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Jonathan Short, the founder of plastics recycling company ECO Plastics, who appeared in front of the House of Commons Environment, Food and Rural Affairs Select Committee inquiry, said that Government cuts have led to the Department for Environment, Food and Rural Affairs (DEFRA) to pull back from making urgently needed policy reforms, just at the point when they are needed the most.

England’s progress towards the EU target of recycling 50 percent of household waste has slowed significantly, rising just 0.1 percent in the 12 months to June 2013 to reach 43.3 percent.

At the same time, figures from WRAP, the Government funded body set-up to reduce the amount of waste sent to landfill, show that only 19 percent of the 600 million tons of total products and materials entering the UK economy each year are recycled, creating a significant opportunity for higher recycling rates.

“At the end of last year, the Government announced it was no longer going to focus on reforming policy due to funding cuts, just at the point when the recycling sector needs it the most,” said Jonathan Short, founder and deputy chairman of plastic bottle recycler ECO Plastics.

“That needs to change, if we are serious about hitting our recycling targets. We need fundamental changes to the regulatory system, a dedicated educational campaign for consumers and a mandate for manufacturers to use recycled products, if we are to maximize our recycling capability in the UK and establish a truly circular economy.”

Short believes the Government should take action in three ways in order to drive successful change.

Firstly, he argues that the current system of incentives that encourage companies to recycle needs urgent reform. The Packaging Recycling Notes and Packaging Export Recycling Notes system encourages the export of resource waste ahead of domestic recycling, placing UK reprocessing companies at a commercial disadvantage. As a result, diminished financial returns hinder much needed investment in reprocessing infrastructure. Furthermore, on-going uncertainty over crucial legislation, particularly export regulations, means that the finance community is highly unlikely to feel comfortable enough to provide the capital to fund further projects.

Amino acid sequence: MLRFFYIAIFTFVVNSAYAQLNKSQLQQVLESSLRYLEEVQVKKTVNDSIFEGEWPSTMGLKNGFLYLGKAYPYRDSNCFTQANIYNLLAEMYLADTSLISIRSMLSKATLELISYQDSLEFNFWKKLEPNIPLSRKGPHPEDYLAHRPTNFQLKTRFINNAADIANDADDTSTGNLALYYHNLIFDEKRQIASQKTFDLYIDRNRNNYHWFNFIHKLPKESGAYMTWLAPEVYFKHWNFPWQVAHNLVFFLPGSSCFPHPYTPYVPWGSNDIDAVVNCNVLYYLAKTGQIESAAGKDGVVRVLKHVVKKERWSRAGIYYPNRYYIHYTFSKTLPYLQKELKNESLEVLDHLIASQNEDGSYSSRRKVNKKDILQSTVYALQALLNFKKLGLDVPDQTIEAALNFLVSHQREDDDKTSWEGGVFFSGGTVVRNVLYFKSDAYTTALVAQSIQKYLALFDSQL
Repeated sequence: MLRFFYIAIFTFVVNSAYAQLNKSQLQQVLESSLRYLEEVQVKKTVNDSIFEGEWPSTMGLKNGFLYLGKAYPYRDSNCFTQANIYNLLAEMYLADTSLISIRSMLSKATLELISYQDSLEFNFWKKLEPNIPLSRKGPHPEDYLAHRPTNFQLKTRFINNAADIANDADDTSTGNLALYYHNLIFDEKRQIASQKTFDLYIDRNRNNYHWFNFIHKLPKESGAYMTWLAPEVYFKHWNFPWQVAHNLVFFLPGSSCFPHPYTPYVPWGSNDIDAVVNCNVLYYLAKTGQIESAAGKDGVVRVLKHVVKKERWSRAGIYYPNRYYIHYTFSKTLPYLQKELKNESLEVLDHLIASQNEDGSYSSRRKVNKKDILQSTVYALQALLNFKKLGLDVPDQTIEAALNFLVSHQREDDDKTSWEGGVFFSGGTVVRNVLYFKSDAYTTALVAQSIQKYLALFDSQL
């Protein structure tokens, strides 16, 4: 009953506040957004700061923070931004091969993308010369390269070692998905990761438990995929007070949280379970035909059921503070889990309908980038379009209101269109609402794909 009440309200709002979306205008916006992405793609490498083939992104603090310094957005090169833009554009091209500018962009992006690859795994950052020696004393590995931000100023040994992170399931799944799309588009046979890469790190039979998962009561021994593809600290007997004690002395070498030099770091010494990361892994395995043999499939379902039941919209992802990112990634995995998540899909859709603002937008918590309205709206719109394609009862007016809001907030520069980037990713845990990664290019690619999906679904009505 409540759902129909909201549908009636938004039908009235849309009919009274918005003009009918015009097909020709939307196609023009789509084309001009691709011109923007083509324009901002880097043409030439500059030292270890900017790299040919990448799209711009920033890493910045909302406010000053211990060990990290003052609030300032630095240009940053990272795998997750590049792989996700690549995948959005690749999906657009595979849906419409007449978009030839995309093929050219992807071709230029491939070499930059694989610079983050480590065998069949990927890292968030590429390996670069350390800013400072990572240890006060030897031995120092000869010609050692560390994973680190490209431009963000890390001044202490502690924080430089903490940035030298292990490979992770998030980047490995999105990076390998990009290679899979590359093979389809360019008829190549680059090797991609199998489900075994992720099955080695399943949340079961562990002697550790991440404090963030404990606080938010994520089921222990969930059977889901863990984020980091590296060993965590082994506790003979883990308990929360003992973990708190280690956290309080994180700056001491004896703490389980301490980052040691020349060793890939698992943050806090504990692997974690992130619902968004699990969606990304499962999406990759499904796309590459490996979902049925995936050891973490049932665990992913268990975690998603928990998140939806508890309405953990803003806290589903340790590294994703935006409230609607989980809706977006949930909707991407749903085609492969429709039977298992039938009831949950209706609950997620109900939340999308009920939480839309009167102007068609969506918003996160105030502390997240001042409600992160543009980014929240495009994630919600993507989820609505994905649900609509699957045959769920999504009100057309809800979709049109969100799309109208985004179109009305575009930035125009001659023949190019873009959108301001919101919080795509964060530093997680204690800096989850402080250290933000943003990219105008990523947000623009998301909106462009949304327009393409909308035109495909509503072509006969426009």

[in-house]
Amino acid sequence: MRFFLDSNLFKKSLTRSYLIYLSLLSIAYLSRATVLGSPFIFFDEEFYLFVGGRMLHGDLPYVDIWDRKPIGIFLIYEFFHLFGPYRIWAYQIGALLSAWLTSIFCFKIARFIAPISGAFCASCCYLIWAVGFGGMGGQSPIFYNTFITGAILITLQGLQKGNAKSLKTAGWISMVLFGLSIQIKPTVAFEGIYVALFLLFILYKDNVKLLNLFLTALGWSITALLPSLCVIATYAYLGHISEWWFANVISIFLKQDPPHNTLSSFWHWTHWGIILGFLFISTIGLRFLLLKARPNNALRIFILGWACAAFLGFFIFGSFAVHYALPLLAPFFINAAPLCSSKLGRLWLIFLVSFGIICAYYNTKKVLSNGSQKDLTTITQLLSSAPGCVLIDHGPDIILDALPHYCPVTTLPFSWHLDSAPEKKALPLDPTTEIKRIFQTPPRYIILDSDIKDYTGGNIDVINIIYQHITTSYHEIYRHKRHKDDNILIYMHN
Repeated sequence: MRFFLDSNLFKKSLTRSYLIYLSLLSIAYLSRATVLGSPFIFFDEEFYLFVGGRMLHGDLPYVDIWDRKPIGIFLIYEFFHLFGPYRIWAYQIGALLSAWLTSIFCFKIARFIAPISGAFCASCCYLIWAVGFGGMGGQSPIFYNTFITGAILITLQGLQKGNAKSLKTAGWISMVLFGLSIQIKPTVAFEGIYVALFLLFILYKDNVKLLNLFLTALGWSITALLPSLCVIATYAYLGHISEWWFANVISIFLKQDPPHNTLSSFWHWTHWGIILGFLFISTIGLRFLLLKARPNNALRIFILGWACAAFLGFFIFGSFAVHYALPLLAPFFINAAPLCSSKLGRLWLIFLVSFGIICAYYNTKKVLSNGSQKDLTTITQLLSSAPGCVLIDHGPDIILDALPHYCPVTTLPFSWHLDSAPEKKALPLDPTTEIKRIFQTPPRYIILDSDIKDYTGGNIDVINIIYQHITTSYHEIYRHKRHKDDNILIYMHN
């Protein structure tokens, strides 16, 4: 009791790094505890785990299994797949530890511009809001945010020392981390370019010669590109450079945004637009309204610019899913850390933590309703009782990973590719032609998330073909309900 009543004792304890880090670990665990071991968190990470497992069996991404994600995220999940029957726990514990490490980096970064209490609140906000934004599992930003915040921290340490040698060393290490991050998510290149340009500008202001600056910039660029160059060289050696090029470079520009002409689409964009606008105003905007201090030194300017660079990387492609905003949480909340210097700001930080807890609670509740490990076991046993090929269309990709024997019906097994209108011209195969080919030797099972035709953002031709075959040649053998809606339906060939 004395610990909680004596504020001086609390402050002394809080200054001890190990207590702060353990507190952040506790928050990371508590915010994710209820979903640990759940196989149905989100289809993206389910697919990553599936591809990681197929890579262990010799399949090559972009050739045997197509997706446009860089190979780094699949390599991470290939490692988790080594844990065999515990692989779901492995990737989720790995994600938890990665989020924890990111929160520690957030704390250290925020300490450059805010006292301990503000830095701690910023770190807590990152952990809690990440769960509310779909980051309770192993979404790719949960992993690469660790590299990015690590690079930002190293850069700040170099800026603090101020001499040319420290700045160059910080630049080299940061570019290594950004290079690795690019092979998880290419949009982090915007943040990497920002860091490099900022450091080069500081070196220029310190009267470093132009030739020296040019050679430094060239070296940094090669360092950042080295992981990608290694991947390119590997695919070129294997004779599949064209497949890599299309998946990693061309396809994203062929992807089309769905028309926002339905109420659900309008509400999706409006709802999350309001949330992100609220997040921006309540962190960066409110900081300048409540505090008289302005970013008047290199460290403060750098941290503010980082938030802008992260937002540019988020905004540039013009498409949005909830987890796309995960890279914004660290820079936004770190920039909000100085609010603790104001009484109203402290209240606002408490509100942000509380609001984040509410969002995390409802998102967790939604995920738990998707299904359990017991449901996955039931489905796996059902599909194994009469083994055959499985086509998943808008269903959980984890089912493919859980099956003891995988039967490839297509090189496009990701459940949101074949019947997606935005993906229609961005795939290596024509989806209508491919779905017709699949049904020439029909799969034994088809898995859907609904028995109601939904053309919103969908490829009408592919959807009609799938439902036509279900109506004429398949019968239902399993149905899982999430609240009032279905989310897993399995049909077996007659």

Secondly, Government needs to put recycling – and the creation of a sustainable, circular economy – at the center of economic policy. Growing the recycling sector to deliver a circular economy not only retains the economic value of resource waste in the UK – it also helps develop an economy that is self-sufficient and secure. However, departmental cuts have meant that the Government has pulled back on the recycling and waste resource policy agenda – just at the point when it needs to be doing more to create a sector that is sustainable economically as well as environmentally.

Finally, Short believes that the Government should do more to make it easier for households to recycle resource waste by using the controversial plastic bag tax to fund a nationwide public awareness campaign.

Short said, “The Government could finance a campaign using the VAT revenue collected by central Government as part of the Single-Use Plastic Bag Charge. The Government will collect almost £20m per year from the VAT element of the charge. Even a fraction of that revenue would be sufficient for an effective campaign which ECO Plastics estimates would encourage a further £50m of plastic bottles collected per year and deliver a savings in landfill tax alone of £20m a year.”

Published in the September 2014 Edition of American Recycler News